BEAUMONT, Texas — Doctors and scientists continue to release more information about COVID-19 but say there's still more to learn about other illnesses associated with the virus like MIS-C.
Dre'den Lowe, a Nederland 12-year-old, is currently hospitalized in a coma at the Texas Children's Hospital in Houston after being diagnosed with the post-viral syndrome known as MIS-C.
"Multisystem inflammatory syndrome in children" is a condition where different body parts can become inflamed, including the heart, lungs, kidneys, brain, skin, eyes, or gastrointestinal organs according to the CDC.
MORE | How to recognize MIS-C
The CDC says they still don't know yet what what causes MIS-C but they know that many of the kids who get it have had COVID-19 or been around someone with COVID-19.
His mom, Missy Lowe, says before his diagnosis he complained about aches and pains and when she noticed his face turning blue she rushed him to Christus St. Elizabeth Hospital in Beaumont.
"His whole body on the inside was inflamed. Every organ was inflamed," his mother told 12News.
Dr'dan, who is fully vaccinated, was tested for COVID-19 at St. Elizabeth but all of those tests came back negative.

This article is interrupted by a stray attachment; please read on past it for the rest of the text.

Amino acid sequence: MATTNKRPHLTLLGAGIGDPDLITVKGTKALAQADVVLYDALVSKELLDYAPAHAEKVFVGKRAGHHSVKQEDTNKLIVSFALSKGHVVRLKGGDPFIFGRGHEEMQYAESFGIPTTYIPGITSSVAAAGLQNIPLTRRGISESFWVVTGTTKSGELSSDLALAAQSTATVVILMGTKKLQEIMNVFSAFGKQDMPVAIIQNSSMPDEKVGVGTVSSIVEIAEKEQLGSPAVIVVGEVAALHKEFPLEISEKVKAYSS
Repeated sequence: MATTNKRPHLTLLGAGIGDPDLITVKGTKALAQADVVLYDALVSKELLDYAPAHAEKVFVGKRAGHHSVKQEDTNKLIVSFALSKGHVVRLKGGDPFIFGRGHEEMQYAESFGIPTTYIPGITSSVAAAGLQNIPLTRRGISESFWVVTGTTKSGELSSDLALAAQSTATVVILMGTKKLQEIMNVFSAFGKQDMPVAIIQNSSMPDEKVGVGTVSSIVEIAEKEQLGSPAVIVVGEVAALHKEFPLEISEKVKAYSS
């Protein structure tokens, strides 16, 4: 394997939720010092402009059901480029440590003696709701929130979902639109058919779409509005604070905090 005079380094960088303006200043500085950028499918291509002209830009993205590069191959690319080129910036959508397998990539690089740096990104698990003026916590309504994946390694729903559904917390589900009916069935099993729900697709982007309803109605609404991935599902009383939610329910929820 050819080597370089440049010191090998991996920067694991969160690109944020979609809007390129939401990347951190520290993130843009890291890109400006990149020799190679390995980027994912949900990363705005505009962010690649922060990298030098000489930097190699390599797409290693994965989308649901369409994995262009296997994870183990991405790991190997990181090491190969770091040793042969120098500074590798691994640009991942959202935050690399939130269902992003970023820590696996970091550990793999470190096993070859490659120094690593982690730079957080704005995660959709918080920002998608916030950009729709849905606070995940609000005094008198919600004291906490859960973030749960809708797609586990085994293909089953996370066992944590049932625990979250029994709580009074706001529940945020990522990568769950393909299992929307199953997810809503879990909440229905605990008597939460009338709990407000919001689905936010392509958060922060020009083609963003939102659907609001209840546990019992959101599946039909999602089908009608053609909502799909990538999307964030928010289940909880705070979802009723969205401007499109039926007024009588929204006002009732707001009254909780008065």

"He's just an all-around healthy kid. He's never had any kind of sickness, no underlying health conditions. I don't even think he's ever had a fever over 100 until now," she said.
Doctors did not know what was wrong with him and he was eventually transferred to Texas Children's Hospital where doctors found that a COVID-19 infection led to the rare disease.
"Multisystem inflammatory syndrome in children is a syndrome we see about four to six weeks after a COVID infection," said Dr. Amy Arrington of Texas Children's Hospital.
Dr. Arrington confirms that MIS-C is not caused by the vaccine.
She says that his tests show that despite his negative tests he likely caught COVID-19 in between his first and second dose of the vaccine and didn't show symptoms.
The CDC says you should contact your child’s doctor, nurse, or clinic right away if your child is showing symptoms of MIS-C:
- Ongoing fever PLUS more than one of the following:
- Stomach pain
- Bloodshot eyes
- Dizziness or lightheadedness (signs of low blood pressure)
- Skin rash
Be aware that not all children will have all the same symptoms.
The CDC also says that if someone is showing any of these signs, seek emergency medical care immediately:
- Trouble breathing
- Persistent pain or pressure in the chest
- New confusion
- Inability to wake or stay awake
- Pale, gray, or blue-colored skin, lips, or nail beds, depending on skin tone